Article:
As digital health is embraced, there needs to be investment in cybersecurity to protect against sophisticated cyber attacks.

The research suggests in the last 12 months 99% of healthcare IT professionals have experienced cyberattacks and private health information of 42 million people that trust in the system was breached between 2016 and 2021.

Imprivata, a U.S. Digital Identity Security company, had a pulse on the state of cybersecurity by gaining insight from hundreds of frontline and executive IT security leaders in healthcare.

Their report shows an unfolding crisis on the frontline. Without cybersecurity and adoption of Zero Trust principles and supporting identity and access management solutions, the new digital healthcare environment feeds growing security risks to affect patient care.

Such as, the report highlights that 32% of doctors of osteopathic medicine (HDOs) have been forced to refer patients to other healthcare facilities. Cyberattacks have caused unnecessary delays to patient procedures, treatment schedules and tests, causing standards for acceptable patient care to plummet.

With risks remaining a constant, spending on security infrastructure is expected to grow 11.3% to reach $188.3 billion in 2023 and the risk management market will see double-digit growth through to 2024.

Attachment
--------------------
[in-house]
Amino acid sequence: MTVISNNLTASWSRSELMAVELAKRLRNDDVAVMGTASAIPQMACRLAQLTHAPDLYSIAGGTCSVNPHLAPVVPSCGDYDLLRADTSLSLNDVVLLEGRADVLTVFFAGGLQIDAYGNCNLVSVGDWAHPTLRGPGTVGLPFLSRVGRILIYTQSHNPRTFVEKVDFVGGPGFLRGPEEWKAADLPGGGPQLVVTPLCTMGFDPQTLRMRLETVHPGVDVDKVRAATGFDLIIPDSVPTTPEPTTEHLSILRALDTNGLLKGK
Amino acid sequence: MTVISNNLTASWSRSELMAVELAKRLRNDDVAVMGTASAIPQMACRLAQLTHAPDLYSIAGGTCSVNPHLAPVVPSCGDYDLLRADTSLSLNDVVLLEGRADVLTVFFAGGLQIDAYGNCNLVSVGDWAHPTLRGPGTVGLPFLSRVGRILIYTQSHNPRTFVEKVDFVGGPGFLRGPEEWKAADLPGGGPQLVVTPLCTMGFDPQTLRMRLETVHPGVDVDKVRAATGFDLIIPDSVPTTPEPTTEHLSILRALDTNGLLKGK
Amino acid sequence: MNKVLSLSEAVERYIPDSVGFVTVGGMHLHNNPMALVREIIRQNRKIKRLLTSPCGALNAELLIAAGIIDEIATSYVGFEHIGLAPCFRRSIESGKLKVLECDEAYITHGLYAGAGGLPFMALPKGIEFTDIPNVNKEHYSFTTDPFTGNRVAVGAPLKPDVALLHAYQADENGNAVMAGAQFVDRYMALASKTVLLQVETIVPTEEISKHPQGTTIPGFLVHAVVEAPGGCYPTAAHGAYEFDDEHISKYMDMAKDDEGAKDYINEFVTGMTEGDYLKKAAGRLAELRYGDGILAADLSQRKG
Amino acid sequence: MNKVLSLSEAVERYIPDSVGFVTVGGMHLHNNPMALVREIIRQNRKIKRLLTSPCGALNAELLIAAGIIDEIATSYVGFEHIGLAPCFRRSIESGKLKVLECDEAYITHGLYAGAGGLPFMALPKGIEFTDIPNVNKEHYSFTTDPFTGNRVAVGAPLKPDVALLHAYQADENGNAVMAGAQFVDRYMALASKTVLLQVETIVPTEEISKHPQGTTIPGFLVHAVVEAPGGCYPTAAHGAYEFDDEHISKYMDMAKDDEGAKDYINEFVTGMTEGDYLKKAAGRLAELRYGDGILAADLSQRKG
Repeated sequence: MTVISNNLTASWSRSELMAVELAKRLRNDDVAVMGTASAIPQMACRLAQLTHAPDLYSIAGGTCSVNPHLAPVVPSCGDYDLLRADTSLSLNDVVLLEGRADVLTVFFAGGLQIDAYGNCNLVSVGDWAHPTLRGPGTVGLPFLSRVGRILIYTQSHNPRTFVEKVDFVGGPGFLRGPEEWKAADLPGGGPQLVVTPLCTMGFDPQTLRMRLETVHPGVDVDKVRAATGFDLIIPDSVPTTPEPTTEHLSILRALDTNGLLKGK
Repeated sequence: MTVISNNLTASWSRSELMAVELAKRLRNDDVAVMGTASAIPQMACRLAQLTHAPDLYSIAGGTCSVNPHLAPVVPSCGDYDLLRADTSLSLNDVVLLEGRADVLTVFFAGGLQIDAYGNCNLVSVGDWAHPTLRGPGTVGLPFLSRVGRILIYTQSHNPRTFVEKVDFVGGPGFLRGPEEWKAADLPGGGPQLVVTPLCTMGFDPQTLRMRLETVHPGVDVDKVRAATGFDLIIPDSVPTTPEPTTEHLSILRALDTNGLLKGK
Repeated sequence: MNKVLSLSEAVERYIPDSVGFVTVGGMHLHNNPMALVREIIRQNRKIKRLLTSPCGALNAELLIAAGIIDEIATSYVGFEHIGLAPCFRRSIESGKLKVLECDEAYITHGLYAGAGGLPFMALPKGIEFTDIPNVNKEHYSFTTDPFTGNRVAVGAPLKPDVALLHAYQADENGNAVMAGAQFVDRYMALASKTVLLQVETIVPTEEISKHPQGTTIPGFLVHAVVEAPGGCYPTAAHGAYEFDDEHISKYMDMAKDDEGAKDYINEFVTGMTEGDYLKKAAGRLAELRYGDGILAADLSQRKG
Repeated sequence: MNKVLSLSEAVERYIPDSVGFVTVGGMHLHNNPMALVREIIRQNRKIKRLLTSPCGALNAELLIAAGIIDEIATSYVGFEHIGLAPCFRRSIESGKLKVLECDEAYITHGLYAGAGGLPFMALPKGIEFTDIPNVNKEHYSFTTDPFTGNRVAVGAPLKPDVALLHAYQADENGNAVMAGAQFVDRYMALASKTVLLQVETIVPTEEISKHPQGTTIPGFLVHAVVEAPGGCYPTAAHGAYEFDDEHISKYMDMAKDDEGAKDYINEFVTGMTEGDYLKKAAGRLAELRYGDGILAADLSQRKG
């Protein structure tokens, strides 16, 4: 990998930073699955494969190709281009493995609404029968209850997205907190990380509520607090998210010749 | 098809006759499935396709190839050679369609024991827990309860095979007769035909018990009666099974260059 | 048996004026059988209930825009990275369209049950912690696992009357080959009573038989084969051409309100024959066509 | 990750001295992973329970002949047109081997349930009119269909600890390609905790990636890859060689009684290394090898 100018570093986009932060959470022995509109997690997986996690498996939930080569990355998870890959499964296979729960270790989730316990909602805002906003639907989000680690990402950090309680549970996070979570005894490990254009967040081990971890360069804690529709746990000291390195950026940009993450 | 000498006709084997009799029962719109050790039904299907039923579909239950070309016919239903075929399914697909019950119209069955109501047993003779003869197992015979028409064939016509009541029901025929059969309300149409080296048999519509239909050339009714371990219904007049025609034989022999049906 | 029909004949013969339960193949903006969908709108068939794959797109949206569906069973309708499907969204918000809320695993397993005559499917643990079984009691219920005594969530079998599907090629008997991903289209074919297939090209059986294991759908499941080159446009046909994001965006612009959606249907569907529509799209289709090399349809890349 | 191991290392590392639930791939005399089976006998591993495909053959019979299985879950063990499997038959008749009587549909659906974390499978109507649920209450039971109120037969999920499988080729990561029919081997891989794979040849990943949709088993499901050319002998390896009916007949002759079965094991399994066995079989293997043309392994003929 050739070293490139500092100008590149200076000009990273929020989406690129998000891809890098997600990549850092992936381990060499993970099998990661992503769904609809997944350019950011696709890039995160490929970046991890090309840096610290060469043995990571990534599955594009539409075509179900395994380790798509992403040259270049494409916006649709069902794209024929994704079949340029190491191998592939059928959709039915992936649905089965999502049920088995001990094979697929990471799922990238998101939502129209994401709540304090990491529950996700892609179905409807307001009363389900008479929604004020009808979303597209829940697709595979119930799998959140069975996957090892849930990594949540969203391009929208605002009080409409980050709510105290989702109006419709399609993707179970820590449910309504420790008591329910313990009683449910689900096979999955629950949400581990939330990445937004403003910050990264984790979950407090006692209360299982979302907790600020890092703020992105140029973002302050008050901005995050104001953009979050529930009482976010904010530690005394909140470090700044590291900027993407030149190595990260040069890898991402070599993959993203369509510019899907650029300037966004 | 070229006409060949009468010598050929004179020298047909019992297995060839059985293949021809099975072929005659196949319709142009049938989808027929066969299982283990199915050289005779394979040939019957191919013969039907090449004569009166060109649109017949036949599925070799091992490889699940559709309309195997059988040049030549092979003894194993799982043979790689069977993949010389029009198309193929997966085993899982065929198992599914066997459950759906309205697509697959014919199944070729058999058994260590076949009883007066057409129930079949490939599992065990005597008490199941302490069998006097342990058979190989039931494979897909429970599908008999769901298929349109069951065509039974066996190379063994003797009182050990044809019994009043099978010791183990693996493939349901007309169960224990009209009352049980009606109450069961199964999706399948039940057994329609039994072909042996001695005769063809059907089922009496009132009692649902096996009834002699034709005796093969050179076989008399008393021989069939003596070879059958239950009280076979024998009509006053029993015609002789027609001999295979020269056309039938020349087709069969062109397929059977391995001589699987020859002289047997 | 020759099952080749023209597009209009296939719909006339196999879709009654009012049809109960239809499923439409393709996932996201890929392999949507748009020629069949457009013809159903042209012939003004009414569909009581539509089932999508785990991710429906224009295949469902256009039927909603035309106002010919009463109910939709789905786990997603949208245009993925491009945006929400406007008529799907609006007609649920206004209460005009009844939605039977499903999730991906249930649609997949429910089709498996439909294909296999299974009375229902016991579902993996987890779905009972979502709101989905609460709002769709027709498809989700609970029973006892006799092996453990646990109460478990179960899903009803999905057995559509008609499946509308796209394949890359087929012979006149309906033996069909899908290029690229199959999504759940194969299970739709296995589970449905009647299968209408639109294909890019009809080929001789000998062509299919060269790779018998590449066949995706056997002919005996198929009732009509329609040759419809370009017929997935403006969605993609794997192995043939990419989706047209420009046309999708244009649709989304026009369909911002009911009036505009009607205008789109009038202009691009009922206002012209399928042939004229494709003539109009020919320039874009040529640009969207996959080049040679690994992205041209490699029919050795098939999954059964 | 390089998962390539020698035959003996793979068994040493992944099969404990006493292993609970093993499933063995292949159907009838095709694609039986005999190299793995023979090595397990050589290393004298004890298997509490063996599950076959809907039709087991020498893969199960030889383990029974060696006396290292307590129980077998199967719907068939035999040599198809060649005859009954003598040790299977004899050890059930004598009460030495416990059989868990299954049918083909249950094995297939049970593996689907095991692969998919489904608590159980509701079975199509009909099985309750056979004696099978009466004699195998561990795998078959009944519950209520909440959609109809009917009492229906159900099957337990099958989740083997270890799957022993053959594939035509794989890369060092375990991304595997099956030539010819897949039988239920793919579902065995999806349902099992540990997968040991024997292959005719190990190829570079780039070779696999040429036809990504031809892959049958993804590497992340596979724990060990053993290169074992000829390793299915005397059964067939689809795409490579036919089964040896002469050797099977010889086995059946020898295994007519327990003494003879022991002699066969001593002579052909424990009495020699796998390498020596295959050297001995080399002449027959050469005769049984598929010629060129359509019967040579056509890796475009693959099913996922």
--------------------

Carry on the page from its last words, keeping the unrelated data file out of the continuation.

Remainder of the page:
From spending topping $15.79 billion in 2022 and jumping to $18.83 billion in 2023, rapid action is being taken to upgrade healthcare cyber security. Digitalising healthcare to facilitate open communication channels with patients, develop clinical trials and treatments means implementing new infrastructure and data strategies to safeguard sensitive patient information.

Heightened focus on budget shortfalls for staff and labour has led to modern technologies lacking security capabilities. 57% of providers reported negative patient outcomes with 50% also complaining of more complications with medical procedures, in the 2020 Unit 42 IoT Threat Report.

According to Fierce Healthcare, there are four verification methods that IT and healthcare organisations can implement to strengthen their digital identity security: privileged access management (PAM & VPAM), single sign-on (SSO), multi-factor authentication (MFA), and identity governance administration (IGA).